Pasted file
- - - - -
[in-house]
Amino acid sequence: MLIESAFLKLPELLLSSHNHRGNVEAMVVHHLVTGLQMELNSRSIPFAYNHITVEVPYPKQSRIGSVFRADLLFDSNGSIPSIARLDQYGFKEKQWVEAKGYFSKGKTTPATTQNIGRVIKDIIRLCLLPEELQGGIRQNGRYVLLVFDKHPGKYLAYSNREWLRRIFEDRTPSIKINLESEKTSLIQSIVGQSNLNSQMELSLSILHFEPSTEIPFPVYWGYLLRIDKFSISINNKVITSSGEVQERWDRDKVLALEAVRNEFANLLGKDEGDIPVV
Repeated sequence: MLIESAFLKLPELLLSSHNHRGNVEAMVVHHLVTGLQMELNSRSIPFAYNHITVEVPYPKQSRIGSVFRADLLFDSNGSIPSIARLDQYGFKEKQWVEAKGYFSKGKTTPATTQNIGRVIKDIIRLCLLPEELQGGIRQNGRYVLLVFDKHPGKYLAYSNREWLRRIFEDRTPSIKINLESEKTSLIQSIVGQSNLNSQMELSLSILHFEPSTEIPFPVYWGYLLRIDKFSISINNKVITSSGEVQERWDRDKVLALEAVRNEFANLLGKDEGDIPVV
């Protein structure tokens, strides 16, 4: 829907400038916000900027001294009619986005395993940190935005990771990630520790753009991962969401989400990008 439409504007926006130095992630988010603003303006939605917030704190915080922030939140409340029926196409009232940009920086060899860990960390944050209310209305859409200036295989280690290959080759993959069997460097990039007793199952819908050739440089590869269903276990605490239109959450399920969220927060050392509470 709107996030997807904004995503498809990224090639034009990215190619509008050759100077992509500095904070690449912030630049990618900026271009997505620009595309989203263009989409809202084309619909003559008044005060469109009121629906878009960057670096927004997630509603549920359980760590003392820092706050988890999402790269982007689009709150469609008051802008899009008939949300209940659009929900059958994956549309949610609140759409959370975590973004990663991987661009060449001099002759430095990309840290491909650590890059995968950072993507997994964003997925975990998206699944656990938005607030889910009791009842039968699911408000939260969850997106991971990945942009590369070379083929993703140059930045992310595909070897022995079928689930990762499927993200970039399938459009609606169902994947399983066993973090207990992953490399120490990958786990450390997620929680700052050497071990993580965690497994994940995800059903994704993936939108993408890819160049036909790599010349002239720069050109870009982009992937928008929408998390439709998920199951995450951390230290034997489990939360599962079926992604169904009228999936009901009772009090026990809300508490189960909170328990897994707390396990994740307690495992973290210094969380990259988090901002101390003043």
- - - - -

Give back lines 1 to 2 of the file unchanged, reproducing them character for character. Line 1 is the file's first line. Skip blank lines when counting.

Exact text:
[in-house]
Amino acid sequence: MLIESAFLKLPELLLSSHNHRGNVEAMVVHHLVTGLQMELNSRSIPFAYNHITVEVPYPKQSRIGSVFRADLLFDSNGSIPSIARLDQYGFKEKQWVEAKGYFSKGKTTPATTQNIGRVIKDIIRLCLLPEELQGGIRQNGRYVLLVFDKHPGKYLAYSNREWLRRIFEDRTPSIKINLESEKTSLIQSIVGQSNLNSQMELSLSILHFEPSTEIPFPVYWGYLLRIDKFSISINNKVITSSGEVQERWDRDKVLALEAVRNEFANLLGKDEGDIPVV